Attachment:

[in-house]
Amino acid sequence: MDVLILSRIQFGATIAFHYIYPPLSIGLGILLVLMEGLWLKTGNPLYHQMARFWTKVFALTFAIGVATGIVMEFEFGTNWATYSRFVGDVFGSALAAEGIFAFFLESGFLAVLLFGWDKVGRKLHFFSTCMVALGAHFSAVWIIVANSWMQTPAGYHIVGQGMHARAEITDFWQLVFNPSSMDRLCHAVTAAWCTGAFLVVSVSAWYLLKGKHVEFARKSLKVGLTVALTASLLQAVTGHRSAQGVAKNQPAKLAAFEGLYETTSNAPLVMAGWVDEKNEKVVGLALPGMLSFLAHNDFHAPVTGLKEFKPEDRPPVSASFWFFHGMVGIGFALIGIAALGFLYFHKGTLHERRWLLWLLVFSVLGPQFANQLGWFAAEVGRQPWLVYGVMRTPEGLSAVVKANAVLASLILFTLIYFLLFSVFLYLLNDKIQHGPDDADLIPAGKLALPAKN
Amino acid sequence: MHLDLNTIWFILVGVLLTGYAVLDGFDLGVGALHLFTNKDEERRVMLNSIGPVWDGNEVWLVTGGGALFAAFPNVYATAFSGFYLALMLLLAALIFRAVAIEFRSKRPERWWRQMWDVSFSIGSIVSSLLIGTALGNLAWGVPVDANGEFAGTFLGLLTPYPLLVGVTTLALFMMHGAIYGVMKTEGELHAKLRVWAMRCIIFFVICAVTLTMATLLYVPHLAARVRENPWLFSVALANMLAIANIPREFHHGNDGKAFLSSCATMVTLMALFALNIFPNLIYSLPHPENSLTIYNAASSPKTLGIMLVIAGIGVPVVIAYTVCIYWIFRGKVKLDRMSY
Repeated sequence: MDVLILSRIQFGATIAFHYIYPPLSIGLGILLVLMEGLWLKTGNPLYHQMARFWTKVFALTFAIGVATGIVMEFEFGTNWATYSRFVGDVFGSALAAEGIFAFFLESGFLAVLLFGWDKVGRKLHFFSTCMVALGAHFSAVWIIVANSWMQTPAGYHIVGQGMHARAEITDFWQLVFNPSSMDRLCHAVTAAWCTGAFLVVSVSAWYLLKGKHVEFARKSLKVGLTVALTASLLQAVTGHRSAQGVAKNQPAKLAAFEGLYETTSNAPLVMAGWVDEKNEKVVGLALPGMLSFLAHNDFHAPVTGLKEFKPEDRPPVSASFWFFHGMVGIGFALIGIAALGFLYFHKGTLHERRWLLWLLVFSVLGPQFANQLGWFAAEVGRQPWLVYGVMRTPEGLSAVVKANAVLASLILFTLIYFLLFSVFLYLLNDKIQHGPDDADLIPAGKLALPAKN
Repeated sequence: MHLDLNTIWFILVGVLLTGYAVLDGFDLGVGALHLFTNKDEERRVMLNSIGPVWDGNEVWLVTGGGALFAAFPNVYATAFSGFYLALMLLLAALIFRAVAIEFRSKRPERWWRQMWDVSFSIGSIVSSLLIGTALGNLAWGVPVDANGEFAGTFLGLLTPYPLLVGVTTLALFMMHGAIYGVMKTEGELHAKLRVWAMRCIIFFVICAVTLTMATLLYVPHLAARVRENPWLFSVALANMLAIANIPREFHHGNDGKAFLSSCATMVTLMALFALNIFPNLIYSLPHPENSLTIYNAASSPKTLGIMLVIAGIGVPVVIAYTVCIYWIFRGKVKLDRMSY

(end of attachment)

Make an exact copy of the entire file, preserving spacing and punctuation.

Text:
[in-house]
Amino acid sequence: MDVLILSRIQFGATIAFHYIYPPLSIGLGILLVLMEGLWLKTGNPLYHQMARFWTKVFALTFAIGVATGIVMEFEFGTNWATYSRFVGDVFGSALAAEGIFAFFLESGFLAVLLFGWDKVGRKLHFFSTCMVALGAHFSAVWIIVANSWMQTPAGYHIVGQGMHARAEITDFWQLVFNPSSMDRLCHAVTAAWCTGAFLVVSVSAWYLLKGKHVEFARKSLKVGLTVALTASLLQAVTGHRSAQGVAKNQPAKLAAFEGLYETTSNAPLVMAGWVDEKNEKVVGLALPGMLSFLAHNDFHAPVTGLKEFKPEDRPPVSASFWFFHGMVGIGFALIGIAALGFLYFHKGTLHERRWLLWLLVFSVLGPQFANQLGWFAAEVGRQPWLVYGVMRTPEGLSAVVKANAVLASLILFTLIYFLLFSVFLYLLNDKIQHGPDDADLIPAGKLALPAKN
Amino acid sequence: MHLDLNTIWFILVGVLLTGYAVLDGFDLGVGALHLFTNKDEERRVMLNSIGPVWDGNEVWLVTGGGALFAAFPNVYATAFSGFYLALMLLLAALIFRAVAIEFRSKRPERWWRQMWDVSFSIGSIVSSLLIGTALGNLAWGVPVDANGEFAGTFLGLLTPYPLLVGVTTLALFMMHGAIYGVMKTEGELHAKLRVWAMRCIIFFVICAVTLTMATLLYVPHLAARVRENPWLFSVALANMLAIANIPREFHHGNDGKAFLSSCATMVTLMALFALNIFPNLIYSLPHPENSLTIYNAASSPKTLGIMLVIAGIGVPVVIAYTVCIYWIFRGKVKLDRMSY
Repeated sequence: MDVLILSRIQFGATIAFHYIYPPLSIGLGILLVLMEGLWLKTGNPLYHQMARFWTKVFALTFAIGVATGIVMEFEFGTNWATYSRFVGDVFGSALAAEGIFAFFLESGFLAVLLFGWDKVGRKLHFFSTCMVALGAHFSAVWIIVANSWMQTPAGYHIVGQGMHARAEITDFWQLVFNPSSMDRLCHAVTAAWCTGAFLVVSVSAWYLLKGKHVEFARKSLKVGLTVALTASLLQAVTGHRSAQGVAKNQPAKLAAFEGLYETTSNAPLVMAGWVDEKNEKVVGLALPGMLSFLAHNDFHAPVTGLKEFKPEDRPPVSASFWFFHGMVGIGFALIGIAALGFLYFHKGTLHERRWLLWLLVFSVLGPQFANQLGWFAAEVGRQPWLVYGVMRTPEGLSAVVKANAVLASLILFTLIYFLLFSVFLYLLNDKIQHGPDDADLIPAGKLALPAKN
Repeated sequence: MHLDLNTIWFILVGVLLTGYAVLDGFDLGVGALHLFTNKDEERRVMLNSIGPVWDGNEVWLVTGGGALFAAFPNVYATAFSGFYLALMLLLAALIFRAVAIEFRSKRPERWWRQMWDVSFSIGSIVSSLLIGTALGNLAWGVPVDANGEFAGTFLGLLTPYPLLVGVTTLALFMMHGAIYGVMKTEGELHAKLRVWAMRCIIFFVICAVTLTMATLLYVPHLAARVRENPWLFSVALANMLAIANIPREFHHGNDGKAFLSSCATMVTLMALFALNIFPNLIYSLPHPENSLTIYNAASSPKTLGIMLVIAGIGVPVVIAYTVCIYWIFRGKVKLDRMSY